Marijuana grow operations in Aurora would be only in industrial areas, the number of retail pot shops would be capped at 20, and they would have to be at least 5,000 feet from one another, according to recommendations from a City Council committee.
On Monday, the Aurora City Council will see those recommendations and others for the first time, compiled by the ad hoc Amendment 64 committee, at a special study session.
City Councilman Bob Roth, chairman of the committee, said that at an upcoming committee meeting, the board will deal with more specifics, such as defining public consumption.
The consumption issue has been thorny in Denver, where the City Council last week gave initial approval to a ban on smoking pot in front yards and on front porches and balconies.
The biggest change in Aurora’s recommendations is the distance that retail pot shops must be from schools, day cares, hospitals and churches. The committee, which also included council members Barb Cleland and Molly Markert, is recommending that stores can be no closer than 500 feet from those “sensitive uses.”
Previously, the committee had explored a buffer of 1,000 feet from schools, hospitals and churches.
Cleland said the recommendations are only that, and the council can further delve into the regulations. She said she is not sold on the 500-feet distance from schools.
“I haven’t made my mind up on that,” Cleland said.
The committee is also recommending that pot shops be no closer than 5,000 feet from each other, a change from earlier suggestions of a mile apart.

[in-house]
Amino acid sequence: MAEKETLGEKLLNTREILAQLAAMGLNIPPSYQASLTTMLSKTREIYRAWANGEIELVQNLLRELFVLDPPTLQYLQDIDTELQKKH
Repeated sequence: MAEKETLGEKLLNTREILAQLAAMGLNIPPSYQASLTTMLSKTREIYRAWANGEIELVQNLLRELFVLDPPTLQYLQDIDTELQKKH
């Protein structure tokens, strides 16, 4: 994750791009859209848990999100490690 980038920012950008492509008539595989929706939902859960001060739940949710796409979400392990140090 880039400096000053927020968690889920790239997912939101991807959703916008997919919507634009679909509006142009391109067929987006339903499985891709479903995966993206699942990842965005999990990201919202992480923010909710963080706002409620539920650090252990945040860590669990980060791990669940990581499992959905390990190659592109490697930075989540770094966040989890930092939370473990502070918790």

The city’s street system is on a grid pattern, and major thoroughfares are about a mile apart. Changing the distance to 5,000 feet gives more flexibility as to where shops can locate.
The retail marijuana shops will be restricted to areas of the city that are zoned for business/office and mixed-use, and marijuana grow operations to industrial areas, mainly in the northern part of the city. The committee also recommends that the city license marijuana operations.
Also to be decided is how the city will issue licenses for marijuana shops, whether it’s on a first-come, first-served basis, a lottery or another system.
Aurora has placed a moratorium on recreational-marijuana stores to better study the issues. Unlike Denver, Aurora doesn’t have medical-marijuana shops, so the earliest they can open in the city will be in October. Denver can begin issuing licenses in January.
“Every time we met, we were kind of drinking out of a fire hose,” Roth said. “There were so many things to consider, potential setbacks, distances between shops, signage, all kinds of things.”
Carlos Illescas: 303-954-1175, firstname.lastname@example.org or twitter.com/cillescasdp